CharlesB at SPAMCNCL.ci.detroit.mi.us
Thu Feb 1 09:48:27 MST 2001
[LA Times] Sunday, January 28, 2001
Academics and Spies: The Silence That Roars
By DAVID N. GIBBS
TUCSON--An academic controversy has revealed a most interesting fact: A
significant number of social scientists, especially political scientists,
regularly work with the Central Intelligence Agency.
It has long been known that the academia-CIA connection was a staple of the
early Cold War. During the 1940s and '50s, the CIA and military intelligence
were among the major sources of financial support for America's social
scientists. In Europe, the agency covertly supported some of the leading
writers and scholars through the Congress for Cultural Freedom, as Frances
Stonor Saunders recently documented in her book "The Cultural Cold War."
Such ties supposedly withered during the 1970s, in the aftermath of Vietnam
and hearings by the U.S. Senate select committee on intelligence, which
revealed extensive CIA misdeeds, including fomenting coups against
democratically elected governments, plotting assassinations of foreign
leaders and disseminating propaganda. After these revelations, it seemed
that no self-respecting academic would go anywhere near the agency.
A recent article in the magazine Lingua Franca, however, reveals that this
perception is inaccurate and that the "cloak and gown" connection has
flourished in the aftermath of the Cold War. The article states that since
1996, the CIA has made public outreach a "top priority and targets academia
in particular. According to experts on U.S. intelligence, the strategy has
worked," it says. The article quotes esteemed academics, including
Columbia's Robert Jervis, former president-elect of the American Political
Science Assn., and Harvard's Joseph S. Nye. Both acknowledge having worked
for the CIA. Yale's H. Bradford Westerfield is quoted as saying: "There's a
great deal of actually open consultation and there's a lot more semi-open,
broadly acknowledged consultation."
What is interesting about the above quote is that it is offered so casually,
as if no reasonable person could find fault with the activity. Something is
seriously wrong here.
The CIA is not an ordinary government agency; it is an espionage agency and
the practices of espionage--which include secrecy, propaganda and
deception--are diametrically opposed to those of scholarship. Scholarship is
supposed to favor objective analysis and open discussion. The close
relationship between intelligence agencies and scholars thus poses a
conflict of interest. After all, the CIA has been a key party to many of the
international conflicts that academics must study. If political scientists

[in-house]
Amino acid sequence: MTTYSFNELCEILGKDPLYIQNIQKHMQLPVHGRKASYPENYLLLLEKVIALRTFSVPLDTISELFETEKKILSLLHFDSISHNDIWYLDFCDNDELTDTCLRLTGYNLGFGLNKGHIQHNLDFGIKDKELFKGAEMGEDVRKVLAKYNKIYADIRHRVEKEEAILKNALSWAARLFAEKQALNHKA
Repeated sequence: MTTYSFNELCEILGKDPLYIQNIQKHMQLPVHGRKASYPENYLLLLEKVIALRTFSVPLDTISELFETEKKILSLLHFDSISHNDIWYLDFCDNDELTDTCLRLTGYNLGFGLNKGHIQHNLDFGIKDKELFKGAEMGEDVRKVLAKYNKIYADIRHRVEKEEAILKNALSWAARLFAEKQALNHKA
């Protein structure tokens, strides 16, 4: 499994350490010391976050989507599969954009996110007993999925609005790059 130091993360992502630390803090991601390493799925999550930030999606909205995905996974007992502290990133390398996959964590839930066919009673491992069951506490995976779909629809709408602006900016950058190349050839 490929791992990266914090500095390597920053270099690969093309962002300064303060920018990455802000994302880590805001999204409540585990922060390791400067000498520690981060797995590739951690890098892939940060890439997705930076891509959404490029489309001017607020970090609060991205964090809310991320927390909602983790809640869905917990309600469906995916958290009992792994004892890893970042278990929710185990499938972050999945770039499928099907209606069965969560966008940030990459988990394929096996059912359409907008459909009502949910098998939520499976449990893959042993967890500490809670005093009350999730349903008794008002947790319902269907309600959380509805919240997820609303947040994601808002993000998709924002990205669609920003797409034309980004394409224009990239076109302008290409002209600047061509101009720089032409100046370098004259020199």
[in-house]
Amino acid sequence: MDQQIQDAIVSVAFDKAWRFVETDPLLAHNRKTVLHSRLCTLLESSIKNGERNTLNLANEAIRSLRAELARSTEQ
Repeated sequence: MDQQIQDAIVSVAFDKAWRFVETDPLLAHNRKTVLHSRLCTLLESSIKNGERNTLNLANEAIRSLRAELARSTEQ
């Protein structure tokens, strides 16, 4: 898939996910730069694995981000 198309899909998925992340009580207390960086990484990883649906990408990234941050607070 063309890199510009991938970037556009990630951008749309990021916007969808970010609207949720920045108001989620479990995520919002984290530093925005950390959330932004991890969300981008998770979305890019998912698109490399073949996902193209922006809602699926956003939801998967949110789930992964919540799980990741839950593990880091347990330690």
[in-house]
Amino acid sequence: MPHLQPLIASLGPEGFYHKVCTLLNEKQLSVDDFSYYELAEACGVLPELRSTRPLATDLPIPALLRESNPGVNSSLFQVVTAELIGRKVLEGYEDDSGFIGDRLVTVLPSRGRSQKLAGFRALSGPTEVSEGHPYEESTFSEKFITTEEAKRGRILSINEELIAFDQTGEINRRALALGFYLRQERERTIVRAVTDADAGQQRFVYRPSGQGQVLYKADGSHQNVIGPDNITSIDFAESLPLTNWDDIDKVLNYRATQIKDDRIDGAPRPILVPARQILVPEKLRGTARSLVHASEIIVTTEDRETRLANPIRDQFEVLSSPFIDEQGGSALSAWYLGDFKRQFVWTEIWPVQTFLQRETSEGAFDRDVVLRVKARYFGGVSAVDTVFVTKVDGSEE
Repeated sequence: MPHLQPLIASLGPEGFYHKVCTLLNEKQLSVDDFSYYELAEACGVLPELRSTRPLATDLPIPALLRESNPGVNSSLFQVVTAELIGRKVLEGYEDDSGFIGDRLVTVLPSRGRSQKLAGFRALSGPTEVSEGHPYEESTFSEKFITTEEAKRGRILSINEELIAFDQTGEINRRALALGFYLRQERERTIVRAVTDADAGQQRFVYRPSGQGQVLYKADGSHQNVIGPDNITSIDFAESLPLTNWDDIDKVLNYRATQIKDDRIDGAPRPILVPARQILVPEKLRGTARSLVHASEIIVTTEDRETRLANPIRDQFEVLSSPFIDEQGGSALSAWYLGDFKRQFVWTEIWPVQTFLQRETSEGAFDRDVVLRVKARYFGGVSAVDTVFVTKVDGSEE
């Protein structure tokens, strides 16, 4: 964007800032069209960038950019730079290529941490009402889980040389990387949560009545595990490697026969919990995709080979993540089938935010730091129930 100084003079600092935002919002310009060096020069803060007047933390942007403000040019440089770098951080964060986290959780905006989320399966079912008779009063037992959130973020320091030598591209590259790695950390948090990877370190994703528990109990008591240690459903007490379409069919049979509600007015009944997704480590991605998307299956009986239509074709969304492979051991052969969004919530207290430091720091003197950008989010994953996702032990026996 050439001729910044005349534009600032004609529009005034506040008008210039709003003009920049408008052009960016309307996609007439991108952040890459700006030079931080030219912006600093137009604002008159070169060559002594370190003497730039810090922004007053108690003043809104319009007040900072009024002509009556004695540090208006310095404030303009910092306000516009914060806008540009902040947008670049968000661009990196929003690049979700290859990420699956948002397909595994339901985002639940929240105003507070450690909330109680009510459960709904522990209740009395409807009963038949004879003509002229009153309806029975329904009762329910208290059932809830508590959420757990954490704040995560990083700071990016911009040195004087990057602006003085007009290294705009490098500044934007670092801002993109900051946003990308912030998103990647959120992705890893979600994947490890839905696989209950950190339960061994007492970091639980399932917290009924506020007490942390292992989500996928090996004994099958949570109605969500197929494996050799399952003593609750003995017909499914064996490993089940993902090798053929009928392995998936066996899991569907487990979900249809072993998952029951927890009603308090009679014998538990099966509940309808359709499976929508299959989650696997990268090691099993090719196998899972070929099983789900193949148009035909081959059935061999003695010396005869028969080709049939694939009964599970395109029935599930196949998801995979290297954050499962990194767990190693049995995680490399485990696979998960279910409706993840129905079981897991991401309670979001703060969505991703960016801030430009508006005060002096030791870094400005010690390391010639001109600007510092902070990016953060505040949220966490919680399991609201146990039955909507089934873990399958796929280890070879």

are working for the CIA, how can they function as objective and
This problem of objectivity is essentially the same one that scientists are
addressing with regard to biomedical research funded by drug companies.
Biomedical scientists increasingly are expected to reveal financial support
that might bias their findings. It is regrettable that political science,
which has no expectation of full disclosure relating to work for the CIA,
holds itself to a lower standard.
The CIA likes to advertise that it has "reformed" since the end of the Cold
War and no longer engages in many of the secretive practices that resulted
in so much congressional and public disapproval. Indeed, several academic
defenders of the CIA, including Westerfield, emphasize CIA "reform." This is
mostly a public-relations gambit. People who think the agency has reformed
should try requesting documents through the Freedom of Information Act; they
probably will find it impossible.
Secrecy poses a special problem for scholars. Research undertaken for the
CIA often is classified, so that academics who have performed the research
are legally barred from revealing much of what they may find. Scholars thus
are prevented from doing their jobs, which must include disseminating the
fruits of their research through publication. In undertaking classified
work, researchers have become complicit in the practice of secrecy, one of
the most undemocratic characteristics of the intelligence services.
Jervis, Nye and Westerfield seem to discount any suggestion that
academic-intelligence ties might bias scholarship. But consider covert
operations undertaken by the CIA. These operations resulted in some of the
most controversial actions during the Cold War, including U.S. support for
overthrowing governments in Iran in 1953, Guatemala in 1954, Zaire in 1961,
Indonesia in 1965 and Chile in 1973. These operations have been extensively
documented in Senate hearings and by other reliable sources. How does
political science treat these issues? I reviewed all the articles published
during the past 10 years in five of the most prestigious journals in the
field. Apart from a rare paragraph or perhaps a sentence or two, they
contain no mention of CIA covert operations. Covert actions have been
effectively expunged from the record.
This failure of political science to discuss covert operations is troubling.
The Los Angeles Times and other news media run articles on covert
operations, such as the recent revelation that the CIA had close links to
Gen. Manuel Contreras, Chile's dreaded secret police chief during the
Pinochet dictatorship. The U.S. government has acknowledged some of these
operations. This past March, Secretary of State Madeleine K. Albright
publicly acknowledged to the Iranian government, in light of evidence, that
the CIA had supported the 1953 coup in that country. Nevertheless, political
science journals remain virtually silent on such issues. Can anybody explain
- - -
David N. Gibbs, an Associate Professor of Political Science at the
University of Arizona, Is the Author of "The Political Economy of Third
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